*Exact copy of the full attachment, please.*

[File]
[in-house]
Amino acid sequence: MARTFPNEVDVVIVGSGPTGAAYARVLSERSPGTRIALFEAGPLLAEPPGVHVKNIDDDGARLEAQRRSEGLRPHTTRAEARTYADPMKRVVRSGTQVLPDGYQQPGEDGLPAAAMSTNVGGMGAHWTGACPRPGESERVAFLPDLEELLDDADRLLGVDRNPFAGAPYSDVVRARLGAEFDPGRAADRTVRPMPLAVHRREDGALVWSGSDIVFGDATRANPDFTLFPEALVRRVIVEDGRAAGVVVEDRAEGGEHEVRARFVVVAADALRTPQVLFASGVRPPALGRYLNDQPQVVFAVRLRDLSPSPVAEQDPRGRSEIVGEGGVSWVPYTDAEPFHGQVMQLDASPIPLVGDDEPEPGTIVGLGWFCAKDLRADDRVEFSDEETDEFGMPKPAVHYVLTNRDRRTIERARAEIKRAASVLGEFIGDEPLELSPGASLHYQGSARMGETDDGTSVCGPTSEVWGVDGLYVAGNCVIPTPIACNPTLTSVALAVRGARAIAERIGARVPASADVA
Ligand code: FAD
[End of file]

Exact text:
[in-house]
Amino acid sequence: MARTFPNEVDVVIVGSGPTGAAYARVLSERSPGTRIALFEAGPLLAEPPGVHVKNIDDDGARLEAQRRSEGLRPHTTRAEARTYADPMKRVVRSGTQVLPDGYQQPGEDGLPAAAMSTNVGGMGAHWTGACPRPGESERVAFLPDLEELLDDADRLLGVDRNPFAGAPYSDVVRARLGAEFDPGRAADRTVRPMPLAVHRREDGALVWSGSDIVFGDATRANPDFTLFPEALVRRVIVEDGRAAGVVVEDRAEGGEHEVRARFVVVAADALRTPQVLFASGVRPPALGRYLNDQPQVVFAVRLRDLSPSPVAEQDPRGRSEIVGEGGVSWVPYTDAEPFHGQVMQLDASPIPLVGDDEPEPGTIVGLGWFCAKDLRADDRVEFSDEETDEFGMPKPAVHYVLTNRDRRTIERARAEIKRAASVLGEFIGDEPLELSPGASLHYQGSARMGETDDGTSVCGPTSEVWGVDGLYVAGNCVIPTPIACNPTLTSVALAVRGARAIAERIGARVPASADVA
Ligand code: FAD